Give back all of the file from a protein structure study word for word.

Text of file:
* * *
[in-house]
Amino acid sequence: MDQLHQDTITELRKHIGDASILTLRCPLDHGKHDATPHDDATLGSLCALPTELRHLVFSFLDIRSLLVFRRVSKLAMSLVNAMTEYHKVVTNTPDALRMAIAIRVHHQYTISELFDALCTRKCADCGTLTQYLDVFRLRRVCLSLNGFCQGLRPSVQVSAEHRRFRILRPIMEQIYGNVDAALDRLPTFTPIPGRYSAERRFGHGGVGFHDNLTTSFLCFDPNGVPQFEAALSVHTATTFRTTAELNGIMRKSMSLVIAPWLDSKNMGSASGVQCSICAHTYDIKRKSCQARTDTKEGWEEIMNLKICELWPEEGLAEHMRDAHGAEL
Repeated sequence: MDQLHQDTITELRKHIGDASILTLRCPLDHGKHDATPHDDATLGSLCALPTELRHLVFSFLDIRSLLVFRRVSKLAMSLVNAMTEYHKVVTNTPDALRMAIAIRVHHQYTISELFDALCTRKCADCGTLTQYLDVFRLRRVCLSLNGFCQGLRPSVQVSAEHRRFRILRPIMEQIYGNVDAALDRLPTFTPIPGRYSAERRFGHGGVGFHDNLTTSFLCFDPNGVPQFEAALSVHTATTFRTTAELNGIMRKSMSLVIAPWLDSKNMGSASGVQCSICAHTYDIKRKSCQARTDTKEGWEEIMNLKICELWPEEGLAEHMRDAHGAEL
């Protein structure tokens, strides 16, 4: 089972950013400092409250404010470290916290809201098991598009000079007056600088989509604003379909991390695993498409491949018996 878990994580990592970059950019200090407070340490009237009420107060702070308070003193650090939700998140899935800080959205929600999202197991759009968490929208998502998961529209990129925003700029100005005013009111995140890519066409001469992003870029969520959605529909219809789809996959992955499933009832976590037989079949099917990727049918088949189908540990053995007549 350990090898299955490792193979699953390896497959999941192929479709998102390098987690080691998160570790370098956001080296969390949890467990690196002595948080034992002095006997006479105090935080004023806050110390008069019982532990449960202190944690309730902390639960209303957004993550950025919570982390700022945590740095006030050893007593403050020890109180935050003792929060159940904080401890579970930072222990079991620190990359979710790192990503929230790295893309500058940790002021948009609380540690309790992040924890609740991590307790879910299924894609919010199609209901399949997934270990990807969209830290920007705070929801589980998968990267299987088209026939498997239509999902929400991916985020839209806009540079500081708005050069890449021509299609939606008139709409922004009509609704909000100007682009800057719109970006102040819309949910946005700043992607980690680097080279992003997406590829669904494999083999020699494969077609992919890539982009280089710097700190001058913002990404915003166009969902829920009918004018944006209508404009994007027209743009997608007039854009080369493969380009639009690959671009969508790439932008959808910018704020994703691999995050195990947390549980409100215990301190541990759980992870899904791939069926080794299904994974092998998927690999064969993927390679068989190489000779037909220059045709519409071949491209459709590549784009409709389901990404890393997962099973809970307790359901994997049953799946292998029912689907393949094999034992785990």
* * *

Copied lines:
[in-house]
Amino acid sequence: MDQLHQDTITELRKHIGDASILTLRCPLDHGKHDATPHDDATLGSLCALPTELRHLVFSFLDIRSLLVFRRVSKLAMSLVNAMTEYHKVVTNTPDALRMAIAIRVHHQYTISELFDALCTRKCADCGTLTQYLDVFRLRRVCLSLNGFCQGLRPSVQVSAEHRRFRILRPIMEQIYGNVDAALDRLPTFTPIPGRYSAERRFGHGGVGFHDNLTTSFLCFDPNGVPQFEAALSVHTATTFRTTAELNGIMRKSMSLVIAPWLDSKNMGSASGVQCSICAHTYDIKRKSCQARTDTKEGWEEIMNLKICELWPEEGLAEHMRDAHGAEL
Repeated sequence: MDQLHQDTITELRKHIGDASILTLRCPLDHGKHDATPHDDATLGSLCALPTELRHLVFSFLDIRSLLVFRRVSKLAMSLVNAMTEYHKVVTNTPDALRMAIAIRVHHQYTISELFDALCTRKCADCGTLTQYLDVFRLRRVCLSLNGFCQGLRPSVQVSAEHRRFRILRPIMEQIYGNVDAALDRLPTFTPIPGRYSAERRFGHGGVGFHDNLTTSFLCFDPNGVPQFEAALSVHTATTFRTTAELNGIMRKSMSLVIAPWLDSKNMGSASGVQCSICAHTYDIKRKSCQARTDTKEGWEEIMNLKICELWPEEGLAEHMRDAHGAEL
């Protein structure tokens, strides 16, 4: 089972950013400092409250404010470290916290809201098991598009000079007056600088989509604003379909991390695993498409491949018996 878990994580990592970059950019200090407070340490009237009420107060702070308070003193650090939700998140899935800080959205929600999202197991759009968490929208998502998961529209990129925003700029100005005013009111995140890519066409001469992003870029969520959605529909219809789809996959992955499933009832976590037989079949099917990727049918088949189908540990053995007549 350990090898299955490792193979699953390896497959999941192929479709998102390098987690080691998160570790370098956001080296969390949890467990690196002595948080034992002095006997006479105090935080004023806050110390008069019982532990449960202190944690309730902390639960209303957004993550950025919570982390700022945590740095006030050893007593403050020890109180935050003792929060159940904080401890579970930072222990079991620190990359979710790192990503929230790295893309500058940790002021948009609380540690309790992040924890609740991590307790879910299924894609919010199609209901399949997934270990990807969209830290920007705070929801589980998968990267299987088209026939498997239509999902929400991916985020839209806009540079500081708005050069890449021509299609939606008139709409922004009509609704909000100007682009800057719109970006102040819309949910946005700043992607980690680097080279992003997406590829669904494999083999020699494969077609992919890539982009280089710097700190001058913002990404915003166009969902829920009918004018944006209508404009994007027209743009997608007039854009080369493969380009639009690959671009969508790439932008959808910018704020994703691999995050195990947390549980409100215990301190541990759980992870899904791939069926080794299904994974092998998927690999064969993927390679068989190489000779037909220059045709519409071949491209459709590549784009409709389901990404890393997962099973809970307790359901994997049953799946292998029912689907393949094999034992785990």